The Donkey’s Dream by Barbara Helen Berger. Again, this one would make my Top Three list overall. It is an incredibly simple story, relaying the walk the donkey takes as it carries the Virgin Mother to where Jesus is born. But the imagery is sublime. And I’m including it in the pre-Christmas list because the analogies in this book could line up perfectly with certain Old Testament readings if you are inclined to do a Jesse Tree during this season. Still probably my very favorite Christmas-time book… would be fitting to read on the feast of the Immaculate Conception (Dec. 8th) as it honors Mary so much.

 The Clown of God by Tomie de Paola. We really can’t get away from this author can we? And trust me, there are more where this came from. But The Clown of God was the very first Tomie de Paola book I ever purchased once I started really thinking about investing in quality literature. Not only is the story a good story and fitting for the Christmas season, I love how it deals with death. De Paola is one of the few authors who’ll touch this subject in a real, no holds barred way… but in a way that is still reverent and readable. (A wonderful, wonderful book dealing with the ‘circle of life’ so to speak is his Nana Upstairs and Nana Downstairs.) The Clown of God is worth owning.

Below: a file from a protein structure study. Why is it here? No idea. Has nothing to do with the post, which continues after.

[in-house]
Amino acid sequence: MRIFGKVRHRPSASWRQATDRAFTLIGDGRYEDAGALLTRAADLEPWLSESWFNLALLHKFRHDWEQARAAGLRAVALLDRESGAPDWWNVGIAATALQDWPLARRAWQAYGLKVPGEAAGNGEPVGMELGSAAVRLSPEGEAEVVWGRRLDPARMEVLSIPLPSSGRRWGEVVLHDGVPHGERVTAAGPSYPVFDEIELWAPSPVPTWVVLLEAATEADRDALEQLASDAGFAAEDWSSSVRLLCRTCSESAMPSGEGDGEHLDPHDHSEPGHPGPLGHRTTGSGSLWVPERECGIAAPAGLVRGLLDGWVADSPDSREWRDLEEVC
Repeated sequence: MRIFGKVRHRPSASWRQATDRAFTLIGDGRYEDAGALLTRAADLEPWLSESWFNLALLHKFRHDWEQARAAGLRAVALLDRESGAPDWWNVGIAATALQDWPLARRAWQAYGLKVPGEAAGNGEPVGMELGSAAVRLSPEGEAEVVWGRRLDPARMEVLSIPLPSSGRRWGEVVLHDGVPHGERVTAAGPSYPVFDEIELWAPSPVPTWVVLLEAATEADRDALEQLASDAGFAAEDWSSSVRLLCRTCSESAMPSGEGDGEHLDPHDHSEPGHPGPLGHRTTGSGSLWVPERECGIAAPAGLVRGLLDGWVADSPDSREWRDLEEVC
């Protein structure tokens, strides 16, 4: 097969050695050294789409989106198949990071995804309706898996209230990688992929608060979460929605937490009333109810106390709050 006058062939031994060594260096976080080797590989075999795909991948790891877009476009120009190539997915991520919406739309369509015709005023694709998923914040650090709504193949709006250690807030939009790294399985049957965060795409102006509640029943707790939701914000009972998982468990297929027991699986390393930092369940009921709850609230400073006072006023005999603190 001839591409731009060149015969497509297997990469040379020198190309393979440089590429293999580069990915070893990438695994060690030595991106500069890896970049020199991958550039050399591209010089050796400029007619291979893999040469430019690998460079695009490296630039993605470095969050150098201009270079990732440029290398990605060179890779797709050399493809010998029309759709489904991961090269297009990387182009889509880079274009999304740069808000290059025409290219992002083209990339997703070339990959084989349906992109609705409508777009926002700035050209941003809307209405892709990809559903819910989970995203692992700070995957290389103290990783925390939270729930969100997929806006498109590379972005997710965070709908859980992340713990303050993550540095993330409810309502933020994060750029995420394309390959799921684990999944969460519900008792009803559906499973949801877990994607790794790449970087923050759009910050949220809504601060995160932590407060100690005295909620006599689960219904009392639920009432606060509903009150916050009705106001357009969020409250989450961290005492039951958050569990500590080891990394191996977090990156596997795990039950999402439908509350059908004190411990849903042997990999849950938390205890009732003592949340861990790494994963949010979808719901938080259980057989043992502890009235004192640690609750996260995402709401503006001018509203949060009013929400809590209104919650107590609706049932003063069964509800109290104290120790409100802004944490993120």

The  Christmas Deer by April Wilson.  I fell in love with this author/illustrator when I found her gorgeous book: Magpie Magic. So I had high hopes for this book that I found this year. The art is beautiful, reminiscent of Jan Brett’s style with these wintry images.  But the major reason this book belongs in Advent and not Christmas is precisely because it’s an Advent journey… including a tear out, card-stock calendar in back!

Advent is the perfect time to clear and prepare the Way. Advent is a winter training camp for those who desire peace. By reflection and prayer, by reading and meditation, we can make our hearts a place where a blessing of peace would desire to abide and where the birth of the Prince of Peace might take place. -Edward Hays